SAfrica transport unions seem split over wage deal

* Biggest union says majority of workers favour deal

* Smaller union still counting votes, may reject it

JOHANNESBURG, May 21 (BestGrowthStock) – A South African transport
strike that has crippled rail and port operations may drag on
after unions appeared to diverge over whether to accept a
proposed wage deal by logistics group Transnet.

The strike, in its second week, has curbed exports of
metals, cars, fruit and wine to Europe and Asia as well as
imports of vehicle parts and fuel supplies just three weeks
before the start of the soccer World Cup in June.

The United Transport and Allied Trade Union (UTATU),
Transnet’s [TRAN.UL] biggest union, said most members favoured
the deal and the union expected to approve it on Friday. Workers
would report back to work on Monday.[ID:nWEA3331]

The South African Transport and Allied Workers Union, the
smaller union representing Transnet workers, was still counting
members’ votes from across the country and there were signs it
might not embrace the deal.

“They have not accepted it at all. We are going to
consolidate (what we have) in the office around (0700 GMT) this
morning, but so far they have not accepted it so we’ll see about
the way forward,” Satawu President Ezrom Mabyana told Reuters.

The transport sector strike may be wrapped up next week, but
another protest looms at state power utility Eskom.

A threat by a large number of Eskom workers to strike over a
longstanding pay dispute starting next Wednesday could disrupt
power supply in Africa’s biggest economy and embarrass President
Jacob Zuma’s government before the world’s premier sports event.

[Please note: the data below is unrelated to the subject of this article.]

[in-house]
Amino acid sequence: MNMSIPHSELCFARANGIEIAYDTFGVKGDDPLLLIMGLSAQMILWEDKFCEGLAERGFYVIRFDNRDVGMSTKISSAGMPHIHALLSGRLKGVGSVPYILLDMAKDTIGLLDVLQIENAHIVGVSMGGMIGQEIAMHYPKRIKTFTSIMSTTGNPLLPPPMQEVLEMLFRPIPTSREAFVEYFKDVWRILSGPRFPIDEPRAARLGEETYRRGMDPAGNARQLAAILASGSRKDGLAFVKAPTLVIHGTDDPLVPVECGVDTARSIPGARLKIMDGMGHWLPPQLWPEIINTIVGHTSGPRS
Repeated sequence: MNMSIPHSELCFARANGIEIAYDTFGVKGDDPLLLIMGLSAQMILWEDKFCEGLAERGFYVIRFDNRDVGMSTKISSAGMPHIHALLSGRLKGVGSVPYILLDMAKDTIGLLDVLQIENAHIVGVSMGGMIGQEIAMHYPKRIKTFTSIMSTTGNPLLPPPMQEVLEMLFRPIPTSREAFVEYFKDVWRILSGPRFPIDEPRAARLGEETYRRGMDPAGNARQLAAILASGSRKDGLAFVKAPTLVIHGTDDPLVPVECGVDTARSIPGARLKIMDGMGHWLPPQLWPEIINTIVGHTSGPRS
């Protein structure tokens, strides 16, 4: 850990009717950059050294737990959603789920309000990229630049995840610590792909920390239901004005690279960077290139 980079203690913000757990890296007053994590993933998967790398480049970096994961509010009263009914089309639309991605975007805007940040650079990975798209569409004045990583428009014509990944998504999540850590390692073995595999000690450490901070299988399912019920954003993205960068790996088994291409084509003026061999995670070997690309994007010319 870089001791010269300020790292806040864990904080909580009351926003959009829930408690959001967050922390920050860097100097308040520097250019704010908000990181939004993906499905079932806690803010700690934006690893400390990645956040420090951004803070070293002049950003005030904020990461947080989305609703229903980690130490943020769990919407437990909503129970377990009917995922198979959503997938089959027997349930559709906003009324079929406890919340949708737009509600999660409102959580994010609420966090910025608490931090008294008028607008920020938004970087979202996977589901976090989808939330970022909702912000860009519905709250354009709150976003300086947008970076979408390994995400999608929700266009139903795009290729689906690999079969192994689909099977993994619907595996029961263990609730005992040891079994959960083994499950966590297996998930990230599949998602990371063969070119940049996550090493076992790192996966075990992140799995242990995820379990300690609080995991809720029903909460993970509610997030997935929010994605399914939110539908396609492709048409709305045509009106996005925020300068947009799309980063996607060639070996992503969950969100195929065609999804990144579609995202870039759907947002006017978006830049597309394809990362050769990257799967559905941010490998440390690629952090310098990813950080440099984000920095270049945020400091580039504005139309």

The two unions at state-owned Transnet represent 85 percent
of the logistic group’s 54,000-strong workforce.

Utatu said it had yet to call off the strike as Transnet
postponed a meeting at which the parties were expected to sign
the deal until Friday.

Transnet said it would only be able to confirm later on
Friday if more employees had reported to work. Two-thirds of its
workforce have been on strike since Monday last week.

Striking transport workers are under pressure from the
government to end the strike, while the workers themselves are
feeling the pinch because they are not paid while on strike.

Economists have estimated losses in the hundreds of millions
of rand, but this would rise to billions if the strike dragged
on, and it may take weeks to clear the backlog at the ports.

The strike has hurt global firms with units in South Africa.

Anglo American Plc (AAL.L: ), Xstrata (XTA.L: ) and the world’s
top steelmaker ArcelorMittal (ISPA.AS: )(MT.N: ) have declared force
majeure on the supply of iron ore, ferrochrome and steel
respectively. Transnet also declared force majeure on coal
destined for export. [ID:nLDE64I2B8]

So far, coal exports to power plants in Europe and Asia have
not been affected thanks to stocks at the ports, traders said.

Utatu said it has already sigend an agreement to end a
parallel strike affecting millions of commuters, with operations
expected to resume over the weekend.

For a Q&A on South African strikes, see [ID:nLDE64J0V6]

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(Reporting by Agnieszka Flak and Phumza Macanda; Editing by
Mark Heinrich)

SAfrica transport unions seem split over wage deal